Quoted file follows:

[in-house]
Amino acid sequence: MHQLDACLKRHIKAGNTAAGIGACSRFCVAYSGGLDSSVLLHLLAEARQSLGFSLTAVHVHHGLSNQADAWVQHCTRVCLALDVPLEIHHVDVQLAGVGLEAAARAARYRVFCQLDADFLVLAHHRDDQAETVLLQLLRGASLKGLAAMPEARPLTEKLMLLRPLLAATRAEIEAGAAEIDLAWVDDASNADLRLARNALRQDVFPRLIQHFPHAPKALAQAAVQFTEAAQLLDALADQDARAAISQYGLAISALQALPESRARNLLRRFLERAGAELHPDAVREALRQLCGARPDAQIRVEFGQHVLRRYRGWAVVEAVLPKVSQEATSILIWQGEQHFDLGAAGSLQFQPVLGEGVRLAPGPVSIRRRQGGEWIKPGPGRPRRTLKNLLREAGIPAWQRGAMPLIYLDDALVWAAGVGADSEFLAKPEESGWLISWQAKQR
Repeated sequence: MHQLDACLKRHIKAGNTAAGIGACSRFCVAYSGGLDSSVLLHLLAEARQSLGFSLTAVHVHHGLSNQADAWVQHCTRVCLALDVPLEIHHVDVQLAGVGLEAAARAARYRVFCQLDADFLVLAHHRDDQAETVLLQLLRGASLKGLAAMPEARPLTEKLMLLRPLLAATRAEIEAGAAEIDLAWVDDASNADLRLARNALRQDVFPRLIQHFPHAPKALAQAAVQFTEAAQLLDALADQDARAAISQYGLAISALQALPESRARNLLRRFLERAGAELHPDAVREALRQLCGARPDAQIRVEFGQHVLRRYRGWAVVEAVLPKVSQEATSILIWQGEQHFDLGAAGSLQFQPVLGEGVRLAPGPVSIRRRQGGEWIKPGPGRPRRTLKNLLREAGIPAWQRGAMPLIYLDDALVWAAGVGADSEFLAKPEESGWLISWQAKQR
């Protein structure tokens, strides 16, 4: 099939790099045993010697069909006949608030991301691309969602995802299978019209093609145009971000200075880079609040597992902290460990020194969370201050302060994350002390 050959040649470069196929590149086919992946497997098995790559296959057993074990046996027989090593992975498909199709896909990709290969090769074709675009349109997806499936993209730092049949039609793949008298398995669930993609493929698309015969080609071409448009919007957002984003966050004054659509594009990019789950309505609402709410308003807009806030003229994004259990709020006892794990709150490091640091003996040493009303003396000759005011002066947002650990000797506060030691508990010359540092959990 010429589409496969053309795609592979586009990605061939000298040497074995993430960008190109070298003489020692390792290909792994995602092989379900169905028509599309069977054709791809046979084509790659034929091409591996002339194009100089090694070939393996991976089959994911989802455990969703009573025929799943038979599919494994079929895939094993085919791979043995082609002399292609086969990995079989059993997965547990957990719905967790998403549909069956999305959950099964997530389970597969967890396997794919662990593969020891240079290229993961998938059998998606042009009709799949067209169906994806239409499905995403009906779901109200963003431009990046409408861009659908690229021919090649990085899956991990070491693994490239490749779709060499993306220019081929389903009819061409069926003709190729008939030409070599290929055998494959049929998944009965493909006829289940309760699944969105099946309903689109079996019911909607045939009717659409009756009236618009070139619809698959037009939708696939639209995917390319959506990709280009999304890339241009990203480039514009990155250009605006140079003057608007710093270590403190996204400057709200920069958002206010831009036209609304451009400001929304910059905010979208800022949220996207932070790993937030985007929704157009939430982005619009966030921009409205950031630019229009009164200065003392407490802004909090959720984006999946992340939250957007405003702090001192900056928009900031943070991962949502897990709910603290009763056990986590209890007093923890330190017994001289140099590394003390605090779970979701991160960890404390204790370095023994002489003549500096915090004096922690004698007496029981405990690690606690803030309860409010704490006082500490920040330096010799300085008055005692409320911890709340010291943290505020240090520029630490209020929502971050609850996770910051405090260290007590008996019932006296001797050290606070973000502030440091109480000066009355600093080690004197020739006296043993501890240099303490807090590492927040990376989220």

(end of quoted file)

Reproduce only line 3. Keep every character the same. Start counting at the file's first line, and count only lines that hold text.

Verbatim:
Repeated sequence: MHQLDACLKRHIKAGNTAAGIGACSRFCVAYSGGLDSSVLLHLLAEARQSLGFSLTAVHVHHGLSNQADAWVQHCTRVCLALDVPLEIHHVDVQLAGVGLEAAARAARYRVFCQLDADFLVLAHHRDDQAETVLLQLLRGASLKGLAAMPEARPLTEKLMLLRPLLAATRAEIEAGAAEIDLAWVDDASNADLRLARNALRQDVFPRLIQHFPHAPKALAQAAVQFTEAAQLLDALADQDARAAISQYGLAISALQALPESRARNLLRRFLERAGAELHPDAVREALRQLCGARPDAQIRVEFGQHVLRRYRGWAVVEAVLPKVSQEATSILIWQGEQHFDLGAAGSLQFQPVLGEGVRLAPGPVSIRRRQGGEWIKPGPGRPRRTLKNLLREAGIPAWQRGAMPLIYLDDALVWAAGVGADSEFLAKPEESGWLISWQAKQR